Formally introduced into the Chinese political lexicon in a June 2010 State Council Information Office white paper called “The Internet in China,” the term “Internet sovereignty,” or wangluo zhuquan (网络主权), encapsulates the Chinese Communist Party’s assertion that the traditional notion of national sovereignty is applicable to cyberspace, which proponents of “net neutrality” would argue must be kept borderless and free of government interference. Under the principle of “Internet sovereignty,” China reserves the right to control the flow of information on the Internet within its borders and across its borders, even if in ways that might infringe upon the information rights of individuals outside of China’s physical borders. The advancement of “Internet sovereignty” is often associated with what some have called the fragmentation, or balkanisation, of cyberspace.
About The Author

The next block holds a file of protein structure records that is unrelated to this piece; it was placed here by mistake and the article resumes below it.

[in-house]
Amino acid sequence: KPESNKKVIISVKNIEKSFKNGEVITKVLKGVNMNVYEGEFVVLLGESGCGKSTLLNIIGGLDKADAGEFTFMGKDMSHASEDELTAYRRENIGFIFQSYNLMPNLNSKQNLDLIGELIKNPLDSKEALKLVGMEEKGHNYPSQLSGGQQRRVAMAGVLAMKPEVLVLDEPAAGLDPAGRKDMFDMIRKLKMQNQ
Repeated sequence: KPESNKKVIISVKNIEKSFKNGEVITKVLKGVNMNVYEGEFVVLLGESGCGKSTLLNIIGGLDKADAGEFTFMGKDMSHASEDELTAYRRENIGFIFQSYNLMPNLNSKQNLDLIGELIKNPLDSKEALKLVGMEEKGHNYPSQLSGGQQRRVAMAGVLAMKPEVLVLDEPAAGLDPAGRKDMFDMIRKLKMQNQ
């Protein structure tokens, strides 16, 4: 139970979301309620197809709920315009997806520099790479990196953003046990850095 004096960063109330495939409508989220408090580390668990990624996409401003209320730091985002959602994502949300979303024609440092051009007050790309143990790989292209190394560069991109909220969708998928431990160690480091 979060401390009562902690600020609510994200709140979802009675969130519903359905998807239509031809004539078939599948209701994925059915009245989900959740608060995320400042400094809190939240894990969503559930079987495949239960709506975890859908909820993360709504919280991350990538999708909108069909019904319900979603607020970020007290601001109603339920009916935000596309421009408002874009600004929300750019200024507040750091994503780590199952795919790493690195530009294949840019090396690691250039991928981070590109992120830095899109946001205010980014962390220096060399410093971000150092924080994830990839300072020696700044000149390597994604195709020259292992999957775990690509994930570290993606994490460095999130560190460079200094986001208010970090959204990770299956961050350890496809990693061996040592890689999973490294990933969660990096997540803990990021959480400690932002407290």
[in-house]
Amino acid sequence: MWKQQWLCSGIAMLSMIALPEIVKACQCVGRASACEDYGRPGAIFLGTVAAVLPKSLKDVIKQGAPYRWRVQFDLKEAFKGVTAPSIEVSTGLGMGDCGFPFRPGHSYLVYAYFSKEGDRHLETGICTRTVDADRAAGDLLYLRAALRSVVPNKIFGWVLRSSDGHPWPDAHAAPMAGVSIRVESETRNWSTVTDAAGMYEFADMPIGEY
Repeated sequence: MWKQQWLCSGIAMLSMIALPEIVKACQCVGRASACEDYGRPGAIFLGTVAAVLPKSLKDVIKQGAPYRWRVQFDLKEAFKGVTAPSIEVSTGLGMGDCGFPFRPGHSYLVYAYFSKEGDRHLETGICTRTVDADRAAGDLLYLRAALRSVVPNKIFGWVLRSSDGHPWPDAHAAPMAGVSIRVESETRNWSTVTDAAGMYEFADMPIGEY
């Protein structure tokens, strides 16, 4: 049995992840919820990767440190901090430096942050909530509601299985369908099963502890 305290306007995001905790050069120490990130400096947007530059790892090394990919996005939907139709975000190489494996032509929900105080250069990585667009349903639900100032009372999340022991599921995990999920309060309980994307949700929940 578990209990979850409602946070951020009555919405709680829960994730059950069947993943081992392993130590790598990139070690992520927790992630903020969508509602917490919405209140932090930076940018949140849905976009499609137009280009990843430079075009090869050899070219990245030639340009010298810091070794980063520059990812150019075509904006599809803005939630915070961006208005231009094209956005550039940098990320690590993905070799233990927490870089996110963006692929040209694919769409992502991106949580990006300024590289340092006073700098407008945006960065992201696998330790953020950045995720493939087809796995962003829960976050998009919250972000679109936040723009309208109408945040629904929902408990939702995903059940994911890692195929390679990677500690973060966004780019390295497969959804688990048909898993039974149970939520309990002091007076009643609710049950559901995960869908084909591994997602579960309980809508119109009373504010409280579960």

David is co-director of the China Media Project, and editor of the project’s website. He is the author of Dragons in Diamond Village (Penguin), a book of reportage about urbanisation and social activism in China, and co-editor of Investigative Journalism in China (HKU Press). His writings have appeared in the New York Times, the Far Eastern Economic Review, the Wall Street Journal, Index on Censorship, the South China Morning Post and others. He received a Human Rights Press Award in 2007 for an explanatory feature about China’s Internet censorship guidelines. David is a producer of Chinese independent films through his Hong Kong production company, Lantern Films. He has a Master’s degree from Northwestern University’s Medill School of Journalism. Mr. Bandurski is an honorary lecturer at the Journalism & Media Studies Centre at the University of Hong Kong.
Apr 10, 2010
Dec 5, 2007
Mar 1, 2007